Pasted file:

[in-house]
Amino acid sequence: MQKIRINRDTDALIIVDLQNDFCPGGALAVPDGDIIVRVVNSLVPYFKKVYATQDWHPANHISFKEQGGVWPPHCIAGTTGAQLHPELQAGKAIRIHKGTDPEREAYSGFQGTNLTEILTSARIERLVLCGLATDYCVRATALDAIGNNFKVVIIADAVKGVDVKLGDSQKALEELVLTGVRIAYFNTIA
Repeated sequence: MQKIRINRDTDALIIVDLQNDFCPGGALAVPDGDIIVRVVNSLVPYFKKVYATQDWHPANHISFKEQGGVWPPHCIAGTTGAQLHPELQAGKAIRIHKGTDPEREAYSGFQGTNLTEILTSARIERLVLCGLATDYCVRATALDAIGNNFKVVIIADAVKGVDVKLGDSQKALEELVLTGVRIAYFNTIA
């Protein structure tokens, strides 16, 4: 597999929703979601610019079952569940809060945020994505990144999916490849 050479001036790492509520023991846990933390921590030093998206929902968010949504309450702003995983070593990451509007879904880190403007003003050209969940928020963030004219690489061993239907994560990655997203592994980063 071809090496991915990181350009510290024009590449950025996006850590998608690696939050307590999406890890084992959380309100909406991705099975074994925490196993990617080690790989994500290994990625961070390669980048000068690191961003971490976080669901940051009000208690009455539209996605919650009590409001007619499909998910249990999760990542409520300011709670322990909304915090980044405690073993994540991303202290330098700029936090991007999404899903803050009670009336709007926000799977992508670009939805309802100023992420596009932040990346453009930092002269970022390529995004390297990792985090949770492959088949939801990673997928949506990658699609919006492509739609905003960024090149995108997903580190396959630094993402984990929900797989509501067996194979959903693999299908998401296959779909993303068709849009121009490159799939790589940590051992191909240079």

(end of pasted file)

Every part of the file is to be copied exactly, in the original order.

[in-house]
Amino acid sequence: MQKIRINRDTDALIIVDLQNDFCPGGALAVPDGDIIVRVVNSLVPYFKKVYATQDWHPANHISFKEQGGVWPPHCIAGTTGAQLHPELQAGKAIRIHKGTDPEREAYSGFQGTNLTEILTSARIERLVLCGLATDYCVRATALDAIGNNFKVVIIADAVKGVDVKLGDSQKALEELVLTGVRIAYFNTIA
Repeated sequence: MQKIRINRDTDALIIVDLQNDFCPGGALAVPDGDIIVRVVNSLVPYFKKVYATQDWHPANHISFKEQGGVWPPHCIAGTTGAQLHPELQAGKAIRIHKGTDPEREAYSGFQGTNLTEILTSARIERLVLCGLATDYCVRATALDAIGNNFKVVIIADAVKGVDVKLGDSQKALEELVLTGVRIAYFNTIA
């Protein structure tokens, strides 16, 4: 597999929703979601610019079952569940809060945020994505990144999916490849 050479001036790492509520023991846990933390921590030093998206929902968010949504309450702003995983070593990451509007879904880190403007003003050209969940928020963030004219690489061993239907994560990655997203592994980063 071809090496991915990181350009510290024009590449950025996006850590998608690696939050307590999406890890084992959380309100909406991705099975074994925490196993990617080690790989994500290994990625961070390669980048000068690191961003971490976080669901940051009000208690009455539209996605919650009590409001007619499909998910249990999760990542409520300011709670322990909304915090980044405690073993994540991303202290330098700029936090991007999404899903803050009670009336709007926000799977992508670009939805309802100023992420596009932040990346453009930092002269970022390529995004390297990792985090949770492959088949939801990673997928949506990658699609919006492509739609905003960024090149995108997903580190396959630094993402984990929900797989509501067996194979959903693999299908998401296959779909993303068709849009121009490159799939790589940590051992191909240079």